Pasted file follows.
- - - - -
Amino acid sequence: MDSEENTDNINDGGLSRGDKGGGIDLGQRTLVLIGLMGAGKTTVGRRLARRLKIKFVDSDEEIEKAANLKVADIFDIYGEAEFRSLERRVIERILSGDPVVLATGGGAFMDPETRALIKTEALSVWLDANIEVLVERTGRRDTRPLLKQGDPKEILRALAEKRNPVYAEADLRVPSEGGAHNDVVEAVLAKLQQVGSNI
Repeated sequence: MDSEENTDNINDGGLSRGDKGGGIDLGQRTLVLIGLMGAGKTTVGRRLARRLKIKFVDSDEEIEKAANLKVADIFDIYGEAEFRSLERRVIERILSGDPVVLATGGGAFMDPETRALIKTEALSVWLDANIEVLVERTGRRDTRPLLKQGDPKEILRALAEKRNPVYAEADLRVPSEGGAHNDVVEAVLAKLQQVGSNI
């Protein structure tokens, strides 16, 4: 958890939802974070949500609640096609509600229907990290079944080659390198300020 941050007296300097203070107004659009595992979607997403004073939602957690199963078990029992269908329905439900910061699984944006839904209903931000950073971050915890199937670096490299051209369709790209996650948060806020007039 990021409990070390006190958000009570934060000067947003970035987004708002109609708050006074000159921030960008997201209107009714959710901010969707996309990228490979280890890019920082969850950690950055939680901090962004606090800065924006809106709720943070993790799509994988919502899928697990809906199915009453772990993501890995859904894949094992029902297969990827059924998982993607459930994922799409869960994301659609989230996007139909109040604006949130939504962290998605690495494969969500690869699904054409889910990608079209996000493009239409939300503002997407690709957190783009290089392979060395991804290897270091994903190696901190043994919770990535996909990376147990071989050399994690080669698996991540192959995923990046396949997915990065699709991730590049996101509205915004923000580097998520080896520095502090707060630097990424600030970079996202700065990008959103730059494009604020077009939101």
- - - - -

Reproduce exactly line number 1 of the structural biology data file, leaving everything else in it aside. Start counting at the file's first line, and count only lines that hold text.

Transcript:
Amino acid sequence: MDSEENTDNINDGGLSRGDKGGGIDLGQRTLVLIGLMGAGKTTVGRRLARRLKIKFVDSDEEIEKAANLKVADIFDIYGEAEFRSLERRVIERILSGDPVVLATGGGAFMDPETRALIKTEALSVWLDANIEVLVERTGRRDTRPLLKQGDPKEILRALAEKRNPVYAEADLRVPSEGGAHNDVVEAVLAKLQQVGSNI